Musings on Mixed Reality
Awaiting Apple's Mixed Reality Headset
Apple’s about to announce its first foray into mixed reality, an advanced AR/VR headset destined to transport wearers into immersive new realms of connection. It will be the latest attempt by Apple to redefine human connection through media.
When I started writing this, it wasn’t meant as another speculative piece on how mixed reality might change the world. I remain doubtful people will opt for extended time in clunky and costly headsets. Yet experience warns against betting against Apple in matters of hardware. So, somewhat against initial intention, this is me waxing poetic about the world that could emerge should Apple finally propel us into mixed reality. Perhaps I’m just another fanboy, but if any company can navigate that elusive shoal between human needs and technological possibility, it would be Apple.
Each new medium, from cuneiform to encryption, alters the nature of community and relationship. The telegraph swiftly connected distant hearts; radio gave voices to the voiceless. Social platforms have made connection constant and performative, as if living life connected to an audience. Virtual and augmented reality promise connection unbound from the corporeal world. No longer confined to sharing thoughts or images after an experience, but sharing experience itself, as lived in a virtual space. What changes when our realities can be shared, not just described? When distance collapses not into text or image, but into a dimensional shift that transports us, Alice in Wonderland-esque, across time and space?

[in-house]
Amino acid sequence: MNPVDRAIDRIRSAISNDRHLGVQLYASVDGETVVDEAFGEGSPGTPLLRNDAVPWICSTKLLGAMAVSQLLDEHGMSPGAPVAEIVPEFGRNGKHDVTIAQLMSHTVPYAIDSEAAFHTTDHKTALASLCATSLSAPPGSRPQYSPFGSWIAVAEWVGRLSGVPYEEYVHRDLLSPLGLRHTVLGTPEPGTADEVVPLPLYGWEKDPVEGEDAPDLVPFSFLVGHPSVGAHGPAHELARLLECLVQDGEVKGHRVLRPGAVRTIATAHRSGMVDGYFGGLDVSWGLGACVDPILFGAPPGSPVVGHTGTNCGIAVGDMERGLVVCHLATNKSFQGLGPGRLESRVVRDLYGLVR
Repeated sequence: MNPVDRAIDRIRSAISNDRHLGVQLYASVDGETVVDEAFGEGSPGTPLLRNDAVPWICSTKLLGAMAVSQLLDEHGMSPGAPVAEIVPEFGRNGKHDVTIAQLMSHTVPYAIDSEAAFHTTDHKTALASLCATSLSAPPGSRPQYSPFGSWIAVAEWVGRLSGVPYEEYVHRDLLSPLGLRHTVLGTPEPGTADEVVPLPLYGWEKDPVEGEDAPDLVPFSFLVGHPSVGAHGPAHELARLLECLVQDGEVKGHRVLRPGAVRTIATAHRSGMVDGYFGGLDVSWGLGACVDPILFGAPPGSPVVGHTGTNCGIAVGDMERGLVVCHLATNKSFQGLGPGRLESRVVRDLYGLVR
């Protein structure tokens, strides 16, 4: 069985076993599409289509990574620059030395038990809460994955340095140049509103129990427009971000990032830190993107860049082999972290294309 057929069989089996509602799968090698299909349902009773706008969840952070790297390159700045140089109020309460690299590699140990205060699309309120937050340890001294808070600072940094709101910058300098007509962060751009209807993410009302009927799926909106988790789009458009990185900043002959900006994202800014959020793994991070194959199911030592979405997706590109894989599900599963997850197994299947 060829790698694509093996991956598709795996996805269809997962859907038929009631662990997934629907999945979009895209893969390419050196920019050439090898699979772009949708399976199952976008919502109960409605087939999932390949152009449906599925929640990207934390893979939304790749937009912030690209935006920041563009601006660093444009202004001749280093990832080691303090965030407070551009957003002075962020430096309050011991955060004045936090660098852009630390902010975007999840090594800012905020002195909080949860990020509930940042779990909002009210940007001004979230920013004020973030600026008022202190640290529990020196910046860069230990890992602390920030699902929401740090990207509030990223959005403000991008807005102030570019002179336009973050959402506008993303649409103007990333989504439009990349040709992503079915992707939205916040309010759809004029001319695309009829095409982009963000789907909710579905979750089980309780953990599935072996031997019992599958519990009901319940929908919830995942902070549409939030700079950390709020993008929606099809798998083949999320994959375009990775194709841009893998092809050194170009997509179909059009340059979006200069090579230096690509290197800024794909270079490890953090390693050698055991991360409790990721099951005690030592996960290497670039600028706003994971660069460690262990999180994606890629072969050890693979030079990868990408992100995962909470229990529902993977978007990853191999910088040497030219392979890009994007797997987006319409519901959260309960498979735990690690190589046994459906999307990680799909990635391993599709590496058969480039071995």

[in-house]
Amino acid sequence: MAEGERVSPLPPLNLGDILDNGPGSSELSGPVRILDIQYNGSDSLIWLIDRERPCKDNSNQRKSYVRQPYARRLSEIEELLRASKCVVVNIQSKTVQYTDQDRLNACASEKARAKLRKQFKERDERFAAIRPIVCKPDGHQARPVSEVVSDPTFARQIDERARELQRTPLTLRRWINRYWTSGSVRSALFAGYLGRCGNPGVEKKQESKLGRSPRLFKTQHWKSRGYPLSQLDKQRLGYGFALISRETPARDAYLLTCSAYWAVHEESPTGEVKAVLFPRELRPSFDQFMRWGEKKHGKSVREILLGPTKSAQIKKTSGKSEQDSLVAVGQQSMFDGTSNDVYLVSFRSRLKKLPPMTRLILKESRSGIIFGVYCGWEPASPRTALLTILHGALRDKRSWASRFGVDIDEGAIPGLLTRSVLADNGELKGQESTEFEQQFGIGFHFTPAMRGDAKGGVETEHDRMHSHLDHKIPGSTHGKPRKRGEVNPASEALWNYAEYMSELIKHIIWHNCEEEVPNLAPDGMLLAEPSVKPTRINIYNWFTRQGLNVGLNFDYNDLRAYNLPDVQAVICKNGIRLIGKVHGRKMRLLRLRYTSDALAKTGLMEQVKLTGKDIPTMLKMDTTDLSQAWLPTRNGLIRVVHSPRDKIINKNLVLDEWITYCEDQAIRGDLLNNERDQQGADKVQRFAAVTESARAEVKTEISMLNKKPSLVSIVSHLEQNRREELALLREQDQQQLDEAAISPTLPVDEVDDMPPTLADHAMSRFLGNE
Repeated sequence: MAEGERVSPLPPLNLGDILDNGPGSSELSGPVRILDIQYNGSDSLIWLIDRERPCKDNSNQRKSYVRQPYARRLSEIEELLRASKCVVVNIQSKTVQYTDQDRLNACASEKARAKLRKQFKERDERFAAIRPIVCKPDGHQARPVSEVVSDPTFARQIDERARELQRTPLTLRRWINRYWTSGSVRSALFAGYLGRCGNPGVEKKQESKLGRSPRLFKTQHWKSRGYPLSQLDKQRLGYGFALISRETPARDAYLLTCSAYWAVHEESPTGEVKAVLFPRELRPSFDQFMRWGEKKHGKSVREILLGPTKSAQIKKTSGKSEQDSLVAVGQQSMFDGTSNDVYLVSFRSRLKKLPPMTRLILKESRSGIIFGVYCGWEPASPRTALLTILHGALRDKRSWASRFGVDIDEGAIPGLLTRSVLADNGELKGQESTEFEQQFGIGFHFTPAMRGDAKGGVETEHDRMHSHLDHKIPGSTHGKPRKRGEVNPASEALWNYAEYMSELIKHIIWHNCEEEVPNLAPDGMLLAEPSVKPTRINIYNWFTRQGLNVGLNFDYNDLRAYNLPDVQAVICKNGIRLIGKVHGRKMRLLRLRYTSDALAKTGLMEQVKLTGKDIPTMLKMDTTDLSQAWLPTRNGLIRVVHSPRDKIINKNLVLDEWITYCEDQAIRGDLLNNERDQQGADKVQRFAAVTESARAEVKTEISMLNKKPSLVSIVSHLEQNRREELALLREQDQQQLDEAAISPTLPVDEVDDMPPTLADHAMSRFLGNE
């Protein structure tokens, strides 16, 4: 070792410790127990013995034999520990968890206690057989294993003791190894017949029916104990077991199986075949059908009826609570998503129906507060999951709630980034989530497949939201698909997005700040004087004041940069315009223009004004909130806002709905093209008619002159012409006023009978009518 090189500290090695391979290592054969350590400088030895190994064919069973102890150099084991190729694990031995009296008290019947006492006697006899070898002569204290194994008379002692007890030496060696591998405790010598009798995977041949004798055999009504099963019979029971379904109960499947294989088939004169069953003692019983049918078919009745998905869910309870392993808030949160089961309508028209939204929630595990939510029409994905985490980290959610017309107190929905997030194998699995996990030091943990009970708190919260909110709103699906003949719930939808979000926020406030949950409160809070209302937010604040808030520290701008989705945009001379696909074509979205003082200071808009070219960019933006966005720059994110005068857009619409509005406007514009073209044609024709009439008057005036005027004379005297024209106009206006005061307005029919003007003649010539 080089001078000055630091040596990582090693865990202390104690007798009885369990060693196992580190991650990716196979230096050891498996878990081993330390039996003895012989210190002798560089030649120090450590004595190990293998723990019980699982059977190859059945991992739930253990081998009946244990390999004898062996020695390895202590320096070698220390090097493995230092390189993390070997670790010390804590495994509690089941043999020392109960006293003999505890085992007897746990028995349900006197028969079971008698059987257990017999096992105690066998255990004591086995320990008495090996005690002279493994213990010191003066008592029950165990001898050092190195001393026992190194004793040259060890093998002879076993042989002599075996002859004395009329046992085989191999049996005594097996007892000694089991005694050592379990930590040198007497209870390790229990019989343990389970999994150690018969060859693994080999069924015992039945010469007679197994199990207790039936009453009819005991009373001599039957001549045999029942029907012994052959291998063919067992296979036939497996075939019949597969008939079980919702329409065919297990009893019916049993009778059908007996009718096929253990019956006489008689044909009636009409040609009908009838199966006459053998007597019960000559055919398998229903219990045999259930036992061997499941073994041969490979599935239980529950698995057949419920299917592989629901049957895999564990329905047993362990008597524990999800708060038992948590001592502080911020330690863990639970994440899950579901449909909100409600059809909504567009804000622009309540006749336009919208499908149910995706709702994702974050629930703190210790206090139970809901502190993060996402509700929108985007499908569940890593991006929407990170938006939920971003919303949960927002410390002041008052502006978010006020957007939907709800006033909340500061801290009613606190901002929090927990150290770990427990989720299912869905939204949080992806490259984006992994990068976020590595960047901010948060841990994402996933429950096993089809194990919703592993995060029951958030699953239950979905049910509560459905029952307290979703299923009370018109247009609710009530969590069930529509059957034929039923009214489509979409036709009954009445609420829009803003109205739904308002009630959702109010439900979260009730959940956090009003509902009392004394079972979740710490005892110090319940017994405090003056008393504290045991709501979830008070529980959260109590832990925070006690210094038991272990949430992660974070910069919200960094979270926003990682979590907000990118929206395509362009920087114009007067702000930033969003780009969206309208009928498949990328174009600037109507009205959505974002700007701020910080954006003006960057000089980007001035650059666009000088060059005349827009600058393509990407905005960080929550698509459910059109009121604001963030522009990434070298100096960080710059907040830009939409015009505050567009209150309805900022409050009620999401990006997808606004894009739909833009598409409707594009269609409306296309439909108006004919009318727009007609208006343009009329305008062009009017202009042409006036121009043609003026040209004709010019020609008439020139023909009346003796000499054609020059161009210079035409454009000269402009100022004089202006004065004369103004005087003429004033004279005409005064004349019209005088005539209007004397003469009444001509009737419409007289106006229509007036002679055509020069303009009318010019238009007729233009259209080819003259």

The potential for human connection may be both the means and end of whatever new realities Apple has coded into being. Its devices spread through networks, even as they are networks made manifest, a map of humankind overlaid onto the world. Each heartbeat pulses out a steady beat of intimacy and alienation, and technology quickens the pulse.
New realities bring both promise and surcease, profoundly reshaping the connections between us. How fitting that a company so adept at consecrating intimacy through glass and metal would turn its alchemist’s furnace to distilling human connection into a vaporous stream, fit to flow across the chasms that separate us. The medium is still the message, however rarefied the medium becomes. All else perishes if technology doesn’t join lives and souls. Let’s not forget: connection remains its most fundamental, and lasting, purpose.
With skepticism and anticipation, see you on the other side?
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